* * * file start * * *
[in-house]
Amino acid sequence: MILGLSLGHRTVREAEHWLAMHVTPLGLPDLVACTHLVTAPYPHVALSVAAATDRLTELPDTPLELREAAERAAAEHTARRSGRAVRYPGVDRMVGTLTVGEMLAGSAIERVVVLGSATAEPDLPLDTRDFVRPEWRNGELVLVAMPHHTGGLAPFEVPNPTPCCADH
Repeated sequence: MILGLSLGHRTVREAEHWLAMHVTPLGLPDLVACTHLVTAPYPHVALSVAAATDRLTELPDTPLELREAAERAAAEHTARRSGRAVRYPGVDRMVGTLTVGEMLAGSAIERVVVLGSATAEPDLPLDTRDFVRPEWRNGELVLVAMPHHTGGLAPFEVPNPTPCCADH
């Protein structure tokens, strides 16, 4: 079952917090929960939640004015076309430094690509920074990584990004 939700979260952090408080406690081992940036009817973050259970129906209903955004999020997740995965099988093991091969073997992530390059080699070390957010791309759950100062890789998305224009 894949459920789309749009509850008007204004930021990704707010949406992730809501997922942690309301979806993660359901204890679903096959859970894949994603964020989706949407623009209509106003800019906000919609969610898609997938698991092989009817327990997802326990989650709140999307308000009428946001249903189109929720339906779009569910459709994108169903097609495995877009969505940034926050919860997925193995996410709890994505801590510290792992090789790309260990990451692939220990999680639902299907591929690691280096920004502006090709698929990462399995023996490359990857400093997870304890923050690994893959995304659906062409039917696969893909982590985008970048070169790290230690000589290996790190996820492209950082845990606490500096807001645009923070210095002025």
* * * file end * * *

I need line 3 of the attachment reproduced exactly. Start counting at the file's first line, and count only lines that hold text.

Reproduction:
Repeated sequence: MILGLSLGHRTVREAEHWLAMHVTPLGLPDLVACTHLVTAPYPHVALSVAAATDRLTELPDTPLELREAAERAAAEHTARRSGRAVRYPGVDRMVGTLTVGEMLAGSAIERVVVLGSATAEPDLPLDTRDFVRPEWRNGELVLVAMPHHTGGLAPFEVPNPTPCCADH